Reported cyber attack on Iran's oil industry doesn't bear hallmarks of past assaults
For now, the sanctions on Iranian oil and its banking system are the main lever of pressure on the regime going in to the Baghdad talks in a month.
Monday's announcement by the Iranian Oil Ministry that it had detected a cyber attack on its computers and those of the central oil export companies and installations immediately bring to mind the now almost mythological Stuxnet attack on the computers controlling the uranium enrichment centrifuges almost two years ago. But I don't think that if indeed, as seems almost certain, Stuxnet was a highly-advanced computer worm designed to disrupt the centrifuges operation, manufactured and inserted into the system by an enemy of Iran with sufficient technological resources (only two countries come to mind), this latest attack on Iranian computers come from the same source.
For a start, a team of programmers good enough to make Stuxnet would probably have succeeded in producing a new cyber strike that would not have been detected at an early stage, as this one has been. But the more compelling reason to doubt that the computer corps of Israel or the United States are behind this attack is that it makes little sense for them to try and sabotage Iran's oil exporting infrastructure at this point. For now, the sanctions on Iranian oil and its banking system are the main lever of pressure on the regime going in to the Baghdad talks in a month. Relieving these sanctions will be the prize on offer to the Iranians if they agree to a deal on ending their enrichment program – a simultaneous cyber attack may up the pressure, but it would also stoke the already suspicious minds in Tehran, making them believe that the U.S. is out to get them no matter what they agree to. Let's not forget either that the western intelligence services would probably not be interested in disrupting Iran's oil exports in a sudden way that could drastically push up the price of oil.
It is unclear from the reports what kind of a cyber attack actually occurred, whether what is being called "Wiper" was a virus or a worm, which are technically very different, but it does seem almost certain that whatever it was, it was a disruptive program, meant to be found out relatively quickly, once the targeted computers began going haywire. Since the Iranian ports are involved both in exporting oil and the secret commerce in arms going out to Syria, Hezbollah and Islamic Jihad, and the components for the nuclear industry surreptitiously purchased and brought into Iran, it would have made more sense for Israel or the U.S. to penetrate its computers with spyware. In other words, while sabotage may be an appealing notion, having a quiet and undetected presence within the Iranian computer network, monitoring efforts to evade the sanctions.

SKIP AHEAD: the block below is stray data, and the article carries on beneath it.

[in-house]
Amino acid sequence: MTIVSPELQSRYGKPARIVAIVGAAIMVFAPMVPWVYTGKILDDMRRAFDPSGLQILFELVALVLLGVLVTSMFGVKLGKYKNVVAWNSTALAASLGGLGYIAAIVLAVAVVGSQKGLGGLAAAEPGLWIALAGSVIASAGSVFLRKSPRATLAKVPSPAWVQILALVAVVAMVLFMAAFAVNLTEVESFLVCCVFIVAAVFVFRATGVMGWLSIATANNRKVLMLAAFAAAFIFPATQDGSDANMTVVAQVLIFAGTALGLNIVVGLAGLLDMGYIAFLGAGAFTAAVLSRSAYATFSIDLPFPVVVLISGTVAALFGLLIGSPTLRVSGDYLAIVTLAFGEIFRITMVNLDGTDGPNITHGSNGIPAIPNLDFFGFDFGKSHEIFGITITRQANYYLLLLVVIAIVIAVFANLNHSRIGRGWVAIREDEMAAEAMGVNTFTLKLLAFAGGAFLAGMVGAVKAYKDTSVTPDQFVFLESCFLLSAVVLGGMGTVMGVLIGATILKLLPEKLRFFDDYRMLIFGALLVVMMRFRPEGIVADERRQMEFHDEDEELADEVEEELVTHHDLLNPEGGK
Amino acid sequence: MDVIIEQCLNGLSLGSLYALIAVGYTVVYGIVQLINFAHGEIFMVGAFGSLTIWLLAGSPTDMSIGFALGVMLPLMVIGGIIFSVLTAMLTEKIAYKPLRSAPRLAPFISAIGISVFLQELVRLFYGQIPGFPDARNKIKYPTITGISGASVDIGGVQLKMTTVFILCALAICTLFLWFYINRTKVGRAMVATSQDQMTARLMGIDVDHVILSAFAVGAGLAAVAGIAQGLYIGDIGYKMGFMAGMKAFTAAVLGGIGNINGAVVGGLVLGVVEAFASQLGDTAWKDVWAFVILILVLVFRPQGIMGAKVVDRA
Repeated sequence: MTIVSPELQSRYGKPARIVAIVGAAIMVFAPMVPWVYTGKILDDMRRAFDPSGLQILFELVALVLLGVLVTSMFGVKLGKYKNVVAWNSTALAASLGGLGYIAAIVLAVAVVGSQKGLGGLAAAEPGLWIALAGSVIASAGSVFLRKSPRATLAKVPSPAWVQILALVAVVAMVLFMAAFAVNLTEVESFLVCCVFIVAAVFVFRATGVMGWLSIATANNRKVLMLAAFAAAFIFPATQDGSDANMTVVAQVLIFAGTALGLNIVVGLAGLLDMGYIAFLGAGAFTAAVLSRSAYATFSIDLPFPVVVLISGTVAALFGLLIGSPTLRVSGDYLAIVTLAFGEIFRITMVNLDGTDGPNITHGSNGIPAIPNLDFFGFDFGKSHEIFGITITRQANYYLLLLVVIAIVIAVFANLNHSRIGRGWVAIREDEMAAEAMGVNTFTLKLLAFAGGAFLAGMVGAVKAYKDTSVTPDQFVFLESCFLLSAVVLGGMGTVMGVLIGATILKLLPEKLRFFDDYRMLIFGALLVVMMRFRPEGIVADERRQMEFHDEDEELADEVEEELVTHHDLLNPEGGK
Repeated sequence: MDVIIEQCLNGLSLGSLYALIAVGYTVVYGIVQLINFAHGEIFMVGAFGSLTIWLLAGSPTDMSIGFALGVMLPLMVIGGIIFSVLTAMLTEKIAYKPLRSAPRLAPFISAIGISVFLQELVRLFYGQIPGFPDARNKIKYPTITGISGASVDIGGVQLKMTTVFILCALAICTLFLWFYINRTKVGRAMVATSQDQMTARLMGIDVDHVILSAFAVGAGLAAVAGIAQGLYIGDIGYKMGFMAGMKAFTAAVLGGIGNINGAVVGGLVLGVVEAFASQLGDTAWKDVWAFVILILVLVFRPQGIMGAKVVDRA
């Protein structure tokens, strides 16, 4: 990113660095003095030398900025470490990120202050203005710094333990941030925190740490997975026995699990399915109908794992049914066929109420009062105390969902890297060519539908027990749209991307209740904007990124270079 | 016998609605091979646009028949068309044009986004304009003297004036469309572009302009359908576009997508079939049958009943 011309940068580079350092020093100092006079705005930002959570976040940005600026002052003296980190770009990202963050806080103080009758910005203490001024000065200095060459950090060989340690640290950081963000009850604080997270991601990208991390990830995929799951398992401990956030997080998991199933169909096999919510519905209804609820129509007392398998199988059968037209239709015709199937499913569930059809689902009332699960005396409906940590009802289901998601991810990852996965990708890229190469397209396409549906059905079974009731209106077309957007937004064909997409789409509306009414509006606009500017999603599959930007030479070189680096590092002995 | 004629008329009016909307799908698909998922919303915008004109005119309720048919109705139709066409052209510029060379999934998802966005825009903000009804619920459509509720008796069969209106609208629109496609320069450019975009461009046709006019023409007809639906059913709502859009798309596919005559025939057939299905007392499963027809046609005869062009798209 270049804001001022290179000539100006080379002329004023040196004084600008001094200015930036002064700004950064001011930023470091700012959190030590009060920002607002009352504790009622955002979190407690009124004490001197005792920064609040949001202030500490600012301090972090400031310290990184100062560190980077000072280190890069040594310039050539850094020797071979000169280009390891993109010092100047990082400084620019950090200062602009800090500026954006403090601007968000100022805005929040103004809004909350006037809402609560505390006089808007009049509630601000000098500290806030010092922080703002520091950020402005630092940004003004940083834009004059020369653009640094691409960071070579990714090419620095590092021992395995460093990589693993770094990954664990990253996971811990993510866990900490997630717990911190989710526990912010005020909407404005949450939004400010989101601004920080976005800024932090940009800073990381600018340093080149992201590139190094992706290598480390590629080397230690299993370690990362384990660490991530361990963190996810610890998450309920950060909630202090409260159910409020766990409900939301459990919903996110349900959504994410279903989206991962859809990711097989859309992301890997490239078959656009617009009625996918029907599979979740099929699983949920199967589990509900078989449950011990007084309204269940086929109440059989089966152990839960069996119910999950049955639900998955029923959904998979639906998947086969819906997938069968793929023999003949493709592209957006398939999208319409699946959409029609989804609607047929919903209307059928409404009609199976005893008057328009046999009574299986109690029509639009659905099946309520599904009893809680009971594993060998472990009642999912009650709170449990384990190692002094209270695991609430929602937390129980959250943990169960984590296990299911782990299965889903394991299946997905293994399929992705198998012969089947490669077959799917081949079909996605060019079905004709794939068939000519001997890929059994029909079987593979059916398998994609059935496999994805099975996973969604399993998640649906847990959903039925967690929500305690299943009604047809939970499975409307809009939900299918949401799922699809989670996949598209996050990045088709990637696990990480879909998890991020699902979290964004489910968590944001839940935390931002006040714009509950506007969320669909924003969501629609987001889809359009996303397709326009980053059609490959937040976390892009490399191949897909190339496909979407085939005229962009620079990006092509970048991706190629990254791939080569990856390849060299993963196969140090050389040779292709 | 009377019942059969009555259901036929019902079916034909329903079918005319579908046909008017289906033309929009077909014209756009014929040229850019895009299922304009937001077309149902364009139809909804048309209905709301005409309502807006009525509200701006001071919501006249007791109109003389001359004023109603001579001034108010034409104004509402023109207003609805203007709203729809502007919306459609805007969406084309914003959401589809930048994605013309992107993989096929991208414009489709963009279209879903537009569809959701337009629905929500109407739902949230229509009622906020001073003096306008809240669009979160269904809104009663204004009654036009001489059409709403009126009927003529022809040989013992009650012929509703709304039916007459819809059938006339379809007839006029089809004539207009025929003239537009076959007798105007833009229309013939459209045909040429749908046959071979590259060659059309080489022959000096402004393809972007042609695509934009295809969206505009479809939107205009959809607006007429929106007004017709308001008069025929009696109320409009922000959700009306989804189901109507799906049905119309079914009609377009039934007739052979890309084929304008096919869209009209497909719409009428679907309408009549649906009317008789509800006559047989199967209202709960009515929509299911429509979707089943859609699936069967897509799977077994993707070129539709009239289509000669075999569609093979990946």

My friend Dr. Thomas Rid, who is a reader at the Department of War Studies in London's King College, has been researching cyber-warfare and recently wrote a well-argued critique of the currently in-vogue hype on cyber attacks. While I don't agree with all his conclusions, I also think that the potential damage of cyber-warfare has much more of a psychological impact than the doomsday scenarios which are being tossed out by defense chiefs in the west.
Naturally, he has been following this latest development closely but he admits to being frustrated at the lack of detail. "None of the major tech blogs, usually first-out with detailed information, has anything of note to say about the 'Wiper' attack" he says. "It seems that the attack is only affecting the oil ministry, not the industrial control systems used in the oil production and terminals. Iranian sources indicate that the attack has been going on for a long time, since March, that it is ongoing, and that it is intensifying. Given that Iranian authorities don't have an interest in appearing vulnerable, I would assume that something more serious than they expected is going on."
He doesn't believe that Wiper and Stuxnet come from the same source. "We don't know very much right now about it but I would assume that whoever made Stuxnet was capable of doing significant harm, this was the most sophisticated cyber attack we have ever seen after all." But at the same time he believes that – "no potential state-attacker has an interested in pushing up oil prices in such fragile markets."
While we can only speculate for now what led to the Iranian announcement on Monday and what seems like deliberate leaks to western media, I think that they are trying frantically to reassure the computer users within Iran that they are not over-vulnerable. As I said, cyber-warfare's main threat for now is psychological – the damage to a country where businesspeople, officials and scientists are afraid to switch on their computers is comparable to thousands of centrifuges going on the fritz.